Can I also say that they’re all horrible, though? Any time Gat (who isn’t a Sinclair) tries to bring up how screwed up the Liars’ politics are, he gets shot down. For example: “’Stop talking now,’ said Mirren. ‘Stop talking, forever,’ said Johnny. … ‘Shut up,’ I said. ‘I’ll give you more chocolate if you shut up.'” How does the novel deal with this? Gat is understandably upset and feels like he’s being shut down (he is). Cadence’s response to this is to say, “When we say Shut Up, Gat, that isn’t what we mean at all. … What we mean is, we love you. You remind us that we’re selfish bastards. You’re not one of us, that way.” And like … this kind of bothers me. One, this conversation allows them to continue being assholes and doesn’t ask them to change the way they think or talk to Gat – he’s the one who needs to change what he’s hearing (i.e., Cadence tries to teach him how to re-read what they’re saying, but whether they need to think about NOT SAYING IT is never in question). And this is fucked up to me. It’s an acknowledgment that they’re being awful without actually taking steps to change that. The second thing that bothers me is that Gat’s character – as it is – seems to exist in this universe to make Cadence and the Liars better people. (And this is also fucked up. Here’s an example: it’s like every Nicholas Sparks novel where the point of the inevitably doomed female love interest is to make the man into a better man. In this case, the emotional / spiritual development of white upper-class people is what we care about, right?)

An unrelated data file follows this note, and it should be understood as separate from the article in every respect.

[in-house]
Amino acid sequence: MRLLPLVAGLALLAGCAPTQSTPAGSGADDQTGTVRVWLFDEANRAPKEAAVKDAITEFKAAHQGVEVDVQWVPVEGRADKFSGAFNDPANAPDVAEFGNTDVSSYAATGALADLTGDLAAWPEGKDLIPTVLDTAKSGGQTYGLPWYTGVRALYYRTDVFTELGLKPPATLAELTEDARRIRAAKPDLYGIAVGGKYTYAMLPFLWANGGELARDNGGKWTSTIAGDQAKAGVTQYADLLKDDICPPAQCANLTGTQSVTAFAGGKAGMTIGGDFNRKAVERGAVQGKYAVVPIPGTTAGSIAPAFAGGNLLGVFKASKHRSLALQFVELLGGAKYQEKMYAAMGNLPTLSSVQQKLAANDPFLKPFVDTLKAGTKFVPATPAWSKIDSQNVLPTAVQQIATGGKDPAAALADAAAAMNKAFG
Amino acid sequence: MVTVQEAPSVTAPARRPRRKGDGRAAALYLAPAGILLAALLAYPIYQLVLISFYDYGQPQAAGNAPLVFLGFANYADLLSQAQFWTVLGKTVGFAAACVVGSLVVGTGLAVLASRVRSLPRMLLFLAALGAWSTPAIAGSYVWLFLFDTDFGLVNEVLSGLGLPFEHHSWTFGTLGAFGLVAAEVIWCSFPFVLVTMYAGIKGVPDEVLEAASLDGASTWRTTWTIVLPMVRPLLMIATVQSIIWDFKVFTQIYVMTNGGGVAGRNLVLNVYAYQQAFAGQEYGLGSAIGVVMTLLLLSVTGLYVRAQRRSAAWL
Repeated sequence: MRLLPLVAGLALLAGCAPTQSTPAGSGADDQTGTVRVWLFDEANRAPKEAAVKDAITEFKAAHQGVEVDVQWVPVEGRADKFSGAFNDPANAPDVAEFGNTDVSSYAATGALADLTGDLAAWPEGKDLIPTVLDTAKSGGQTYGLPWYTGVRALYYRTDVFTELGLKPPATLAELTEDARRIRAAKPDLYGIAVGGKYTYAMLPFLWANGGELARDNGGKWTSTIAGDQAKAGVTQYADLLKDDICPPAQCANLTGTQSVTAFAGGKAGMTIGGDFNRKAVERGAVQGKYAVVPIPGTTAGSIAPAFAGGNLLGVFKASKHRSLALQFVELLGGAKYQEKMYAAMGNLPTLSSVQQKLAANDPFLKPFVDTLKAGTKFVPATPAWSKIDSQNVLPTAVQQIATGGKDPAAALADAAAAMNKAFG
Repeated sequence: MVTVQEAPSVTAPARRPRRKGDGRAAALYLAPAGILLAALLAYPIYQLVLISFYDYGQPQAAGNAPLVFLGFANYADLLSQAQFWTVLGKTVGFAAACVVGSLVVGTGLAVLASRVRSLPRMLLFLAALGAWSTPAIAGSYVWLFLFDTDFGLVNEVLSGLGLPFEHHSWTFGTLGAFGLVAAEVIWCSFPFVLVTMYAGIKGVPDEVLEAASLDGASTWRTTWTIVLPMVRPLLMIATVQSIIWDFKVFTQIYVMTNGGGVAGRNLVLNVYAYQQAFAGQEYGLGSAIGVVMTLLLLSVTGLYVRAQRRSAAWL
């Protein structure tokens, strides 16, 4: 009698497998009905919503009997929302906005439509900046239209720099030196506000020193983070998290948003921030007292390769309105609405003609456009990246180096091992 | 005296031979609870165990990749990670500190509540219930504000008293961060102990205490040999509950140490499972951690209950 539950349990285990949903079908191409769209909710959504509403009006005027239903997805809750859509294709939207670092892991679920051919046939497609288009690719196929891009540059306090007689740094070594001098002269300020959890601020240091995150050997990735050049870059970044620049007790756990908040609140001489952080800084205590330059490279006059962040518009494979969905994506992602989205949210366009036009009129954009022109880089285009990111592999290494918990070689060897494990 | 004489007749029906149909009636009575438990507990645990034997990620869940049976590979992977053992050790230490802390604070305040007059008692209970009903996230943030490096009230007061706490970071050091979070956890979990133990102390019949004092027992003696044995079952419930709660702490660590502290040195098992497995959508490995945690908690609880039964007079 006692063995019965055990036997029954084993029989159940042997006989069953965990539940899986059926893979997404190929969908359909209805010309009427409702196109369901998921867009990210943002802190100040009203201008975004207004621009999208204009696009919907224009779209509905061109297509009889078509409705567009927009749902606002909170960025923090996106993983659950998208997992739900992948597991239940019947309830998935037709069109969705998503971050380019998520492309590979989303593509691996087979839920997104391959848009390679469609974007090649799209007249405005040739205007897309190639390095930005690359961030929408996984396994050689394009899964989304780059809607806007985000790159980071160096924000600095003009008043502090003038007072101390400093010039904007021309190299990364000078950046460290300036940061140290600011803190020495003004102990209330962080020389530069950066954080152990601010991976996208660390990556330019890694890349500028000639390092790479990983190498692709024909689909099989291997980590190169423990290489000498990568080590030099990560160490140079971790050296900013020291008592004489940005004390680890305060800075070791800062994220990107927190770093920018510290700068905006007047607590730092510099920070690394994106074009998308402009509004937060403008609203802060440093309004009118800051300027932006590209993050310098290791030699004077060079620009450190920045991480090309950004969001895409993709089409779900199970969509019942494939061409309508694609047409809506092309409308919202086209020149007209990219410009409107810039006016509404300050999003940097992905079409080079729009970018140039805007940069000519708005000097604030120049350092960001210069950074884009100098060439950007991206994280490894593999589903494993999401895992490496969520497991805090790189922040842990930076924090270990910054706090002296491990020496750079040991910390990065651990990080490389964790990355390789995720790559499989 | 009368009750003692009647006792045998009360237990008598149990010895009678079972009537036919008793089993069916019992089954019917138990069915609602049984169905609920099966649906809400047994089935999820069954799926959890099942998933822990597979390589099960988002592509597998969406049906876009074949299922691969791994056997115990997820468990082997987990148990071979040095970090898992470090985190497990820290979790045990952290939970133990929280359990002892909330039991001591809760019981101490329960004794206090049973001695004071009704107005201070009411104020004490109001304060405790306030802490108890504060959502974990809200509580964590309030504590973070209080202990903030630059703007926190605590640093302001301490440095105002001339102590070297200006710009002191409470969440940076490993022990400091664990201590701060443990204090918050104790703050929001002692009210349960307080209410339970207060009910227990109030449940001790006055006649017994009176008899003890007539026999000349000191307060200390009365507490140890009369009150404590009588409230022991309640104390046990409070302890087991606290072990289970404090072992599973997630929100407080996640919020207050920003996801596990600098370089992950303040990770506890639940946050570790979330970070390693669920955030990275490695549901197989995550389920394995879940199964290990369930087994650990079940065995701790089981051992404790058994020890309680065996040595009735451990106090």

3. The Ending. View Spoiler » I didn’t see all of this coming – I had no idea that all of the Liars except Cadence were dead. What happens: they decide to destroy the house that is a symbol of the Sinclairs’ perfection by setting fire to it. They all decide to set fire to different rooms at the same time, which is pretty much the dumbest thing ever. Why not just have everyone douse the house in some kind of accelerant, reconvene outside, and then start your fire? Yes, they’re teenagers. Yes, they’re drunk. But setting fire to the house WHILE YOU’RE STILL INSIDE IT seems like a clearly terrible idea! So everyone dies except Cadence. This is fine, but: